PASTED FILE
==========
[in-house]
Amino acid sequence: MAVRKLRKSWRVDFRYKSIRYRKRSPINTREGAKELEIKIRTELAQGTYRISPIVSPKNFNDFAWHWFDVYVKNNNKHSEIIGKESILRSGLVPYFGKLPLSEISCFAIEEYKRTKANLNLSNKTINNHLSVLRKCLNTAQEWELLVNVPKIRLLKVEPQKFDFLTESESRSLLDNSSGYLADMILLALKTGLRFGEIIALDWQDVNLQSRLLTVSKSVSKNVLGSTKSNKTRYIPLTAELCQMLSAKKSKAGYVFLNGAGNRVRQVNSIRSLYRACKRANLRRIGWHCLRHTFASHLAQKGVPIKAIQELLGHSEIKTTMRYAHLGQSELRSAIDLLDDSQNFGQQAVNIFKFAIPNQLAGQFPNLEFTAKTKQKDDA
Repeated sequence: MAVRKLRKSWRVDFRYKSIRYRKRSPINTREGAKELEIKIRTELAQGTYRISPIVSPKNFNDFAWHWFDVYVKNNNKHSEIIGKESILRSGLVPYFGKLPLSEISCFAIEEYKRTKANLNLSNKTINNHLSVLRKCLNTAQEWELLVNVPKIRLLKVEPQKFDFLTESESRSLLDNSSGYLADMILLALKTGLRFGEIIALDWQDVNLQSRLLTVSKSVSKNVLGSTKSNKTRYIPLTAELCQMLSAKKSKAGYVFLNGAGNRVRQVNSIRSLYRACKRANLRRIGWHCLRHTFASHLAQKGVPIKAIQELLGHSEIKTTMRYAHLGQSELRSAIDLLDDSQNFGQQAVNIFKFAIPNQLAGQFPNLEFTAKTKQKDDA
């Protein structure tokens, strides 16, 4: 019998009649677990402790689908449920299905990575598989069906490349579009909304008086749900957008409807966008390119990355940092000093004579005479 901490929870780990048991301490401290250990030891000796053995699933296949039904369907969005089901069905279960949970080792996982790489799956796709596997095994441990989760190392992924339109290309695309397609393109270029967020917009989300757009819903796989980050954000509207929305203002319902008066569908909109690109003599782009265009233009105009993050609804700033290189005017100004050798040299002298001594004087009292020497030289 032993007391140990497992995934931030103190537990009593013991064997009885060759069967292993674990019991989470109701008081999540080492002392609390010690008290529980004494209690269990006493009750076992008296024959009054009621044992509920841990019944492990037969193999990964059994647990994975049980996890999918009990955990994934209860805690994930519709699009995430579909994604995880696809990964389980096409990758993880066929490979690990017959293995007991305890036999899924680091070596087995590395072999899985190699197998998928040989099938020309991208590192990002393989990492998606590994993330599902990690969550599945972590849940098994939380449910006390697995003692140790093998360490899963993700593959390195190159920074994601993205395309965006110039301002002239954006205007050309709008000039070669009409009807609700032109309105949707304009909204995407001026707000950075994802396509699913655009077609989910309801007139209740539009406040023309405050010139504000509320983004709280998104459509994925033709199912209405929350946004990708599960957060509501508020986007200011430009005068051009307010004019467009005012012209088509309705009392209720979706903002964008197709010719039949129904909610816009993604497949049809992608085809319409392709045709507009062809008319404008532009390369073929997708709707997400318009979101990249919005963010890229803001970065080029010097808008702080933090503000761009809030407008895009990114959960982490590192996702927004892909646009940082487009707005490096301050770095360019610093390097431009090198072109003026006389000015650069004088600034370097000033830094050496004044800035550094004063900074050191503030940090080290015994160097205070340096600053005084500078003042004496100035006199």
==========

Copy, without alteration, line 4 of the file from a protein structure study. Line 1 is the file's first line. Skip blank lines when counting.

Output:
């Protein structure tokens, strides 16, 4: 019998009649677990402790689908449920299905990575598989069906490349579009909304008086749900957008409807966008390119990355940092000093004579005479 901490929870780990048991301490401290250990030891000796053995699933296949039904369907969005089901069905279960949970080792996982790489799956796709596997095994441990989760190392992924339109290309695309397609393109270029967020917009989300757009819903796989980050954000509207929305203002319902008066569908909109690109003599782009265009233009105009993050609804700033290189005017100004050798040299002298001594004087009292020497030289 032993007391140990497992995934931030103190537990009593013991064997009885060759069967292993674990019991989470109701008081999540080492002392609390010690008290529980004494209690269990006493009750076992008296024959009054009621044992509920841990019944492990037969193999990964059994647990994975049980996890999918009990955990994934209860805690994930519709699009995430579909994604995880696809990964389980096409990758993880066929490979690990017959293995007991305890036999899924680091070596087995590395072999899985190699197998998928040989099938020309991208590192990002393989990492998606590994993330599902990690969550599945972590849940098994939380449910006390697995003692140790093998360490899963993700593959390195190159920074994601993205395309965006110039301002002239954006205007050309709008000039070669009409009807609700032109309105949707304009909204995407001026707000950075994802396509699913655009077609989910309801007139209740539009406040023309405050010139504000509320983004709280998104459509994925033709199912209405929350946004990708599960957060509501508020986007200011430009005068051009307010004019467009005012012209088509309705009392209720979706903002964008197709010719039949129904909610816009993604497949049809992608085809319409392709045709507009062809008319404008532009390369073929997708709707997400318009979101990249919005963010890229803001970065080029010097808008702080933090503000761009809030407008895009990114959960982490590192996702927004892909646009940082487009707005490096301050770095360019610093390097431009090198072109003026006389000015650069004088600034370097000033830094050496004044800035550094004063900074050191503030940090080290015994160097205070340096600053005084500078003042004496100035006199």